Germany had 7.3 million foreign residents in 2000, over 10-times more than the 686,000 foreigners in 1960, when guest worker recruitment began in earnest. The German experience with guest workers settling is neatly captured in the aphorism of Max Frisch: "We asked for workers, and we got people," people on whom German employers came to rely, and who formed attachments to Germany.
Germany became a reluctant land of immigration because it was slow to realize that workers cannot be rotated in and out of assembly-line jobs. Germany was primarily a country of emigration until the 1950s; Germany remains the number-one source of legal immigrants to the United States, sending over seven million immigrants since 1820, compared to six million from Mexico. Germany recovered quickly from World War II and by 1960 there were more job vacancies registered with the Employment Service than there were unemployed workers. Employers asked for permission to recruit guest workers, and the government complied, reasoning that the guests would work for one or two years in Germany, and then return to Italy, Yugoslavia, or Turkey with their savings and skills in a mutually beneficial labor exchange.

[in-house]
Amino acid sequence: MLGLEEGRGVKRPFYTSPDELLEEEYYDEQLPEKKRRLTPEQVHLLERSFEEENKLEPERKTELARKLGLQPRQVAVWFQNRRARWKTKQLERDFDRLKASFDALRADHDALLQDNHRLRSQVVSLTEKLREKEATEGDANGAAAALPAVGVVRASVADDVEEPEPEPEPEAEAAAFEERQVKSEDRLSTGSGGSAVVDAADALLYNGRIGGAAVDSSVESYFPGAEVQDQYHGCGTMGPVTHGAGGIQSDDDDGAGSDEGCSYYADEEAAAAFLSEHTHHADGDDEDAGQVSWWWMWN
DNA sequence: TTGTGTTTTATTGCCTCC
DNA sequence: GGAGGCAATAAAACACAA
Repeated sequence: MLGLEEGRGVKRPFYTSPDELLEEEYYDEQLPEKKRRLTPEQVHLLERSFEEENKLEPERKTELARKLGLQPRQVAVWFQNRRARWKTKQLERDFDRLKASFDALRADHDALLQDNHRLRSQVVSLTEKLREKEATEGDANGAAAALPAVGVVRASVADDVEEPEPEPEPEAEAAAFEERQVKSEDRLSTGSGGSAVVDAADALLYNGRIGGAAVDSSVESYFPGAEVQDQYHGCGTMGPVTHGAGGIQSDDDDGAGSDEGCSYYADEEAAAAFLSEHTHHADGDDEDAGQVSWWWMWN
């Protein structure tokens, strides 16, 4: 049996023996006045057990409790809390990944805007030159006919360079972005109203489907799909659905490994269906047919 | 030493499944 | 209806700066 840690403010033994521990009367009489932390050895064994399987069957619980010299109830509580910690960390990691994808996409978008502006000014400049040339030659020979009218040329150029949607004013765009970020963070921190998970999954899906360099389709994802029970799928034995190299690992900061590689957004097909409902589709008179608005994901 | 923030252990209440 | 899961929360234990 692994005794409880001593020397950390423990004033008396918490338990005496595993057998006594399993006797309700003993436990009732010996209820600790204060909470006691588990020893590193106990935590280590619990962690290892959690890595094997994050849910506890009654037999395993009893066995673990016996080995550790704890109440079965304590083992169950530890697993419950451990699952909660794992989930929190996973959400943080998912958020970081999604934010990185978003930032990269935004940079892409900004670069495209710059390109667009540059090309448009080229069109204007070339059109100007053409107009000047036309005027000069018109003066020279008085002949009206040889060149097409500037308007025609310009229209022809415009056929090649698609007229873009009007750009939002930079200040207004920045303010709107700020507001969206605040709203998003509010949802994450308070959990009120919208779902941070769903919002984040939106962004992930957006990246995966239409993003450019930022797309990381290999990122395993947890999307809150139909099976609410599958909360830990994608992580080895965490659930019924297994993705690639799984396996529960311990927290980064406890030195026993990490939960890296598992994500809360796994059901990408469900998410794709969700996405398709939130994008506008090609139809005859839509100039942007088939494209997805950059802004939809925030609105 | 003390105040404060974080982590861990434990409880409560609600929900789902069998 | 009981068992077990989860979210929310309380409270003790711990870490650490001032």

Guest workers trickled in — it took time to develop recruitment networks in southern Europe. By 1970, there were three million foreigners in Germany, and two million or 65 percent were in the German work force, helping to fuel the Wirtschaftswunder that was sending "Made in Germany" goods such as Volkswagens to the United States and around the world. The number of guest workers peaked at 2.6 million in 1973, when 65 percent of the four million foreigners in Germany were at work, and economists emphasized that the presence of guest workers held down wages and kept German industries competitive in the global economy.
The oil crisis of 1973 prompted Germany and most other northern European countries to stop recruiting guest workers. According to the rotation principle, the unemployed guest workers should return to their countries of origin, where their savings would go further. But most did not, since they knew that the prospects of landing a job at home were bleak, and the social safety net was less generous. Instead, the guest workers exercised the rights they had acquired by living several years in Germany and had their families join them, despite efforts by German authorities to discourage family unification.